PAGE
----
Everything about Crimson Peak screams overkill – but the set design especially so. I can’t help but think that the designers were primarily inspired by Vampire Land at Chessington World of Adventures. The House itself is ridiculous – a huge portion of the roof has collapsed, artistically allowing leaves to shower down from the rafters. Which is odd – because shots from outside the house suggest the nearest tree is several miles away. And don’t forget the ketchup factory…sorry red clay mine underneath the house.

And then there’s the cast.

First of all there’s Mia Wasikowska as Edith. Are we supposed to like Edith? I really couldn’t tell. She veers from headstrong, independent woman, to simpering, idiotic moron. Sometimes in the same scene. None of this is particularly impressive characterisation, is it? I personally thought she was an irritating, spoilt brat. And we’re supposed to believe that the murderous Sir Thomas genuinely falls in love with this bland dishcloth? Wasikowska utterly fails to achieve on-screen chemistry with Tom Hiddlestone and that is just utterly mind boggling.

I love Tom Hiddlestone. I really do. But I resent this blatant attempt to cash in on his Loki persona. Yes – he’s the king of playing the charismatic bad guy with the vulnerable streak that all the girls fall in love with. But hard as they might try to play that card here – the character in this movie is far, FAR from Loki. He is, quite simply, a massive drip. He’s happy to flounce all over Europe helping his sister murder his brides – but he’s too much of a wimp to do it himself. The film tries to demonise Lucille as the driving force behind their plan and Thomas as the villain with a heart, who wants to redeem himself and truly loves Edith. I call bullshit. Thomas is an amoral shit head. He feels no guilt over the women he tricked into falling in love with him, just for their money and just so his sister can murder them.

Jessica Chastain is pretty good as Lucille – but I don’t think spending the entire movie with a face of cold indifference and the off surge of murderous rage is much of a stretch. I spent a lot of time feeling exactly the same way.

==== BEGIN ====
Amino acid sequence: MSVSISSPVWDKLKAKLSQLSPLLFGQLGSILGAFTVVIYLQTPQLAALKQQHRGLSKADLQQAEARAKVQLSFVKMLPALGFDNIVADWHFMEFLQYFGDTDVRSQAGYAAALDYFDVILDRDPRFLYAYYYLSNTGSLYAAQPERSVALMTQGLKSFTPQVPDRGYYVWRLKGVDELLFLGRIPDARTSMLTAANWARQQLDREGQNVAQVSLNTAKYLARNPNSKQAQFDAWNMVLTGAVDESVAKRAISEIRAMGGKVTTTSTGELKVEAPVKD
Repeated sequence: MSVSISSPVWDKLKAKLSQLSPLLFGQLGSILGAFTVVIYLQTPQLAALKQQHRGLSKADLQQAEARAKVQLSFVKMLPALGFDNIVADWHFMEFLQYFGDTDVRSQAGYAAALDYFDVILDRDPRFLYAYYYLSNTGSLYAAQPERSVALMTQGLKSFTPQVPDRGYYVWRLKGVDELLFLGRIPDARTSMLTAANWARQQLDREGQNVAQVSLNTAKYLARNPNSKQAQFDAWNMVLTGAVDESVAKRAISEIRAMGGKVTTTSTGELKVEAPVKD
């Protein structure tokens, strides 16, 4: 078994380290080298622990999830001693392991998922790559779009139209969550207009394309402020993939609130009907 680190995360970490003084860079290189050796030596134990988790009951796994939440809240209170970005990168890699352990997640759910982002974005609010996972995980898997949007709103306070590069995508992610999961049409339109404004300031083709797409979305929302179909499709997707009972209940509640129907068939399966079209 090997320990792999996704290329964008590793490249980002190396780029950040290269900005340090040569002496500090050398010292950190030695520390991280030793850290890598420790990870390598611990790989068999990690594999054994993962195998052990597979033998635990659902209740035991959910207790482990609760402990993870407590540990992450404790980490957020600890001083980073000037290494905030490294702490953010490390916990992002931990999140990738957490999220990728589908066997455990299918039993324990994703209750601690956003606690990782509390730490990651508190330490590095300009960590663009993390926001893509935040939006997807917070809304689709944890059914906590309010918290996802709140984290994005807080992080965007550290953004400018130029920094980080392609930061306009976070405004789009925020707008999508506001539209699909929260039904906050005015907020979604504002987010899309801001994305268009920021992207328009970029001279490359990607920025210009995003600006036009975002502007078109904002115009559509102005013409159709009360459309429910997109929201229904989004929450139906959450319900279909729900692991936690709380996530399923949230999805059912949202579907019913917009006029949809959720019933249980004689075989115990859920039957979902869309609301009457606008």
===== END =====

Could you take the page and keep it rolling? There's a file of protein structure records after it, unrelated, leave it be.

Also – could someone please shoot the costume designer. Mia Wasikowska is small. Really teeny. So dressing her in Gothic puff ball gowns was a mistake. She spent the entire movie looking as though she were being devoured from the shoulders down by two carnivorous (yet exquisitely embroidered) marshmallows. Lets not forget the crimpelene blouses and Dracula-esque nightshirts, complete with foot hight hilarious ruffs and frilly sleeves. I don’t think the costume department were too keen on Edith either, as they seemed determined to dress her like a dick.

And what the hell were the hair and make-up people doing? They didn’t seem to be able to decide what colour Edith’s hair was supposed to be, for one thing – or what length it should be. When it was up it was a hideous shade of orange. When it was down it was yellow. It was also frequently low-lighted with shades of bird shit. And even the unnervingly gorgeous Mr Hiddlestone looked like he’d been slapped with half a pound of brylcreem and then weed-whacked during several scenes.

Why – you may ask – was I paying so much attention to hair and wardrobe? Well because there really wasn’t much else to focus on. The fashion and set design is rammed down your throat very insistently, I think they were perhaps hoping we wouldn’t notice what an utter fucking mess the rest of the film was.

Guillermo – what the fuck? I can’t think of anything good to say about this movie. What were you thinking? Please – stop getting involved with English language horror movies. It does not end well.